Of course, get it up to higher speeds and the power will start to taper off – and its distinctly un-aerodynamic slab-sided profile and deafening levels of tyre roar from the cargo area will come into play as well – but at the speeds it’s going to spend most of its life travelling at this engine feels a perfect fit, especially as it has more than enough torque at the right point in the rev range for making light work of moving a decently heavy load around. It’s fairly light on the fuel consumption, too, returning an indicated 8.4L/100km over the course of 425km against an official claim of 7.3L/100km despite my lead foot.
In terms of how it feels from behind the wheel, it’s pretty much what you’d expect the average van to feel like. The much newer HiAce’s pleasant SUV-like dynamics aren’t to be found here – instead, the steering feels slow on centre, the ride feels a bit jittery when unladen, and the lack of a window on the passenger-side rear sliding door means you’re likely to kiss the kerb with the rear wheel if you aren’t paying attention to where you’re placing the vehicle through tight left turns.
However, the jittery ride is easily sorted with a bit of a load in the back – a tip run with some old office furniture and a trip to collect some new furniture with which to replace it was more than enough to smooth out the ride – and the rest of the minor gripes I have with the way it drives simply don’t matter.
At the end of the day, what matters with this van, like all others, is the bottom line. Although it’s not as cheap as I think it could or should be based off the list-price, Mitsubishi is offering a range of drive-away deals for those both with and without an ABN to help the numbers add up a little better.
More impressive though is the 10-year warranty it offers. Although it wasn’t introduced until after I’d handed back the keys to this one I spent some time driving, it’s done a lot to help sweeten the deal in my eyes, and even though there may be some catches to it – such as the 200,000km mileage cap and need to get it serviced at a Mitsi dealer for it to be extended from five years to 10 – it’s the sort of thing that’s going to entice sole traders into ponying up for one.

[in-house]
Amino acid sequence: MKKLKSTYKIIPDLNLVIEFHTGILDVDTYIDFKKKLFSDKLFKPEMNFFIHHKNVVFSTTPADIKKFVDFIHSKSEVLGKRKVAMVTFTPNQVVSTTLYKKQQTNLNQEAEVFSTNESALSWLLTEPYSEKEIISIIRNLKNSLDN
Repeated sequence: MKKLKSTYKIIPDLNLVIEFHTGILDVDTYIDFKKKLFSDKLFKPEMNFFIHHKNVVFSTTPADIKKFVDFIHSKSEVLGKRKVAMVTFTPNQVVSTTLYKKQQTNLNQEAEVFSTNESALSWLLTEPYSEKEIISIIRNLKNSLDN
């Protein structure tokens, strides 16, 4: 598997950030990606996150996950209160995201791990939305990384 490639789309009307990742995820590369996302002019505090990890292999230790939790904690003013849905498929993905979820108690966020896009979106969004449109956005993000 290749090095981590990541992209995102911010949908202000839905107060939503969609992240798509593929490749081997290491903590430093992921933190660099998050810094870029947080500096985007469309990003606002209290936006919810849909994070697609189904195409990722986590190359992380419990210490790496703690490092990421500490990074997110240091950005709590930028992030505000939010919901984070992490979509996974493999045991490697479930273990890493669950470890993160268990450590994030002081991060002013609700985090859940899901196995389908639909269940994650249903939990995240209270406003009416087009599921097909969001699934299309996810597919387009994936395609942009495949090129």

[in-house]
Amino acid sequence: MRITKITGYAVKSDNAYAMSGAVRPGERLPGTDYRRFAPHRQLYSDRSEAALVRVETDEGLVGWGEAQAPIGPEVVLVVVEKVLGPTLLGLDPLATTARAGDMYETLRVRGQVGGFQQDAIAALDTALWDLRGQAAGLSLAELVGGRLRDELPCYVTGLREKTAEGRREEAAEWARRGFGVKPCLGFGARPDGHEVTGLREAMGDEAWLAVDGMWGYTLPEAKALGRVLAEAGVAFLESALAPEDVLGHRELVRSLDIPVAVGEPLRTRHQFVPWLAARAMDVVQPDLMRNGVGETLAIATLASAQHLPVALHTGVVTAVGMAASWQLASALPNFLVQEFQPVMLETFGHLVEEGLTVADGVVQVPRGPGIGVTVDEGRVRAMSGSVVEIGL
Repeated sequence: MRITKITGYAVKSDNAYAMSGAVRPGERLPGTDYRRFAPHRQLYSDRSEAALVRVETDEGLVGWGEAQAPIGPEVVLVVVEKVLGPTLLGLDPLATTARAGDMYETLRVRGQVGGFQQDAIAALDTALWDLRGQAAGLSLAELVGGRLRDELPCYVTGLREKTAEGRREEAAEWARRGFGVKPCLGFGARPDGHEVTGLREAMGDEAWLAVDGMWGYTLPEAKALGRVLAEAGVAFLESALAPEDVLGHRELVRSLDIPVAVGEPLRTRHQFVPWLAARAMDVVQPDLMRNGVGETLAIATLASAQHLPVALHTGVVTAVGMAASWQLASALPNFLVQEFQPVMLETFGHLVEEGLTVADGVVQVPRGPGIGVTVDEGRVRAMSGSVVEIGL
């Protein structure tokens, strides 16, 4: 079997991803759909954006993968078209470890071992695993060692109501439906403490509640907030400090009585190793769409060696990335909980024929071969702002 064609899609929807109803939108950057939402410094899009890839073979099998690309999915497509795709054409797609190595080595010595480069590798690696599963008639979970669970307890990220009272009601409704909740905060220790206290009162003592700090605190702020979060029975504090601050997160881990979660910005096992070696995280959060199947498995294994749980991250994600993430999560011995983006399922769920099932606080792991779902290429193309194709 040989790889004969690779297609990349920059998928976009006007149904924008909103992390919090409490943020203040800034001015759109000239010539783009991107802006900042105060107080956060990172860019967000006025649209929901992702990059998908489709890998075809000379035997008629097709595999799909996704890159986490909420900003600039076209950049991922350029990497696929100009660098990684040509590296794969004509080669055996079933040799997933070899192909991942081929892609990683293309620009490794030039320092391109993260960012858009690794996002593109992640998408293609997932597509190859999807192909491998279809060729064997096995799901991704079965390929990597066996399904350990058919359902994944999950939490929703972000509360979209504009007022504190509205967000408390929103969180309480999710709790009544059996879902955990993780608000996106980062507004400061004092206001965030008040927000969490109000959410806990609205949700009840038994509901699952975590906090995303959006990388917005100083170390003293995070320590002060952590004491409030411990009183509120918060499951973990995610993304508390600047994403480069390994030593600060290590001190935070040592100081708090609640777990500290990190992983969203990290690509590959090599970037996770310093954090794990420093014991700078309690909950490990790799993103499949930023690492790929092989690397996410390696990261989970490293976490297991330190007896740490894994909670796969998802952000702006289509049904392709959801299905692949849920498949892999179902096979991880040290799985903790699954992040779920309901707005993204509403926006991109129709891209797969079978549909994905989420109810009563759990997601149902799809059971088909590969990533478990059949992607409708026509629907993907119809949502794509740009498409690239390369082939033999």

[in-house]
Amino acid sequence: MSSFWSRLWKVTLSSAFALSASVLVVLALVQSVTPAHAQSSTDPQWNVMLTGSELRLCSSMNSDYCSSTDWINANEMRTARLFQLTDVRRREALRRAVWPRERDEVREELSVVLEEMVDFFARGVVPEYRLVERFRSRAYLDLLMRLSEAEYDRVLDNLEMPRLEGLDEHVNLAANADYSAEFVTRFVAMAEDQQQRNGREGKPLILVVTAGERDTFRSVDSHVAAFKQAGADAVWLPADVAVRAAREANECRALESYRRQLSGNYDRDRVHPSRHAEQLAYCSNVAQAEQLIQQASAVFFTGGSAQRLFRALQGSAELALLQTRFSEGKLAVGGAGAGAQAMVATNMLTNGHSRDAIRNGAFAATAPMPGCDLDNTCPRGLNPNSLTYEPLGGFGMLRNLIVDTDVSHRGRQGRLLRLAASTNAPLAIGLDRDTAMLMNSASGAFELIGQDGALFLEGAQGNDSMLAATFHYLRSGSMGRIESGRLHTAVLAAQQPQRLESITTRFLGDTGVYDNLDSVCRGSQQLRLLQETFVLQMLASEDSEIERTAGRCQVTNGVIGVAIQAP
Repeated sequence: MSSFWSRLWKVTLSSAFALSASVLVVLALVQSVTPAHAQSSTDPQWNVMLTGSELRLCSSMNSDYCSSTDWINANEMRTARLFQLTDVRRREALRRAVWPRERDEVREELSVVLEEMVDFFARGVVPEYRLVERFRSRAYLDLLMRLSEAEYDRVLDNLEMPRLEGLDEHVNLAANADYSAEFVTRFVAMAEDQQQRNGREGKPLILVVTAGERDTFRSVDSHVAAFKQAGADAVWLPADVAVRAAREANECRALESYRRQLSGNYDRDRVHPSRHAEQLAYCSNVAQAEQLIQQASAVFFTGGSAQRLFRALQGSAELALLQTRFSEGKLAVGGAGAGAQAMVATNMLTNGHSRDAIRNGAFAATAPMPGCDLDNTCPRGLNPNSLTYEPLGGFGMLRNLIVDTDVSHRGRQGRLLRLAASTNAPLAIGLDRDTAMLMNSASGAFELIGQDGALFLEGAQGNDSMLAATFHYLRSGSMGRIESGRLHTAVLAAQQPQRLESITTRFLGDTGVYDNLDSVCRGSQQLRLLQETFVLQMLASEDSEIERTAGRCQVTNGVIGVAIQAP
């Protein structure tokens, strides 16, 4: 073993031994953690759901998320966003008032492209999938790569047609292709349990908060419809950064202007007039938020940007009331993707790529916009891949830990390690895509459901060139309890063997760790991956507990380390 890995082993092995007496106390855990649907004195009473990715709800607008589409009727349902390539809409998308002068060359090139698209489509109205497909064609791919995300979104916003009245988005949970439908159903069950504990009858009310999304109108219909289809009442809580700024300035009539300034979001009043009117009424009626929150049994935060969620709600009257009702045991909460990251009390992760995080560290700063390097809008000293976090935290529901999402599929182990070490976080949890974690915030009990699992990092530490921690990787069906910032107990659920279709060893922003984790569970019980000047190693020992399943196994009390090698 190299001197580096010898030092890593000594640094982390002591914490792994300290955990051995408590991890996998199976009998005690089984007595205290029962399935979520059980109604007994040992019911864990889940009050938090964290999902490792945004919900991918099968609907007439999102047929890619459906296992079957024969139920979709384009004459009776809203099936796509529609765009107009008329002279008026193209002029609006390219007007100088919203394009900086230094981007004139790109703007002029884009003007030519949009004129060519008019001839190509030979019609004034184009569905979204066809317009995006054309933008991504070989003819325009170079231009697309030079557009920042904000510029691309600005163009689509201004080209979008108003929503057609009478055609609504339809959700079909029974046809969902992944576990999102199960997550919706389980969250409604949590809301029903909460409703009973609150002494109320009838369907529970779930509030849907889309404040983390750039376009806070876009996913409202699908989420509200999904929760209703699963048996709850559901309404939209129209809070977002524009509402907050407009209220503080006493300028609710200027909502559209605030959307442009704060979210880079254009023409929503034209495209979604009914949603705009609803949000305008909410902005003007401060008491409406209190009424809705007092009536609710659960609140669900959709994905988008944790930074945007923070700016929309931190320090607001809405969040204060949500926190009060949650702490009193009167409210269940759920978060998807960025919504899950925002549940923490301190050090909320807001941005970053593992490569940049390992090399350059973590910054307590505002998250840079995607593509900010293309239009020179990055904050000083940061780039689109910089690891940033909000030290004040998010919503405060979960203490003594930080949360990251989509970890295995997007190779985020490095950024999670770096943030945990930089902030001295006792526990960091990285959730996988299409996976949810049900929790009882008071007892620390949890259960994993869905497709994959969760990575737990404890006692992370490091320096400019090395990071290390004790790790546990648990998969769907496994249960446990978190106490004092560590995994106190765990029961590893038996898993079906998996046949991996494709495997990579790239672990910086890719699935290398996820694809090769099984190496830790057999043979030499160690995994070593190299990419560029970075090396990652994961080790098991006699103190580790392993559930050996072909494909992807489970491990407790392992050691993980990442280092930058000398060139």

Factor in a no-surprises capped price servicing deal for the same length of time and it all starts to make a lot more sense now than it did back when it launched locally in July and when I drove it last month. It might not be the best-equipped, or the safest, or the nicest-to drive van on the market, but a good ownership deal such as what Mitsubishi’s offering here has to count for something.
2020 Mitsubishi Express SWB 2.0 DCT List Price: $42,490 | As Tested: $45,685
- Performance - 7.5/107.5/10
- Ride & Handling - 7/107/10
- Tech & Features - 5/105/10
- Practicality - 8/108/10
- Value for Money - 7.5/107.5/10
Pros: Punchy and smooth drivetrain, clever door arrangement that makes loading easy, impressive 10-year warranty
Cons: Incredibly dated and basic on the technology front, lack of rear side windows makes manoeuvring a challenge, lacking in the way of active safety tech
In a nutshell: While the Mitsubishi Express – and, by extension, the ageing Renault Trafic it actually is if you peel away the badges – may be lacking in some areas compared to the more modern competition such as Toyota’s critically-acclaimed new HiAce, it’s still got some impressive merits as a van, and by bearing the Mitsubishi badge it means the long-term ownership proposition thanks to that new 10-year warranty looks fairly hard to top.
Full Disclosure: The vehicle tested here was provided by Mitsubishi Motors Australia for a week with a full tank of fuel.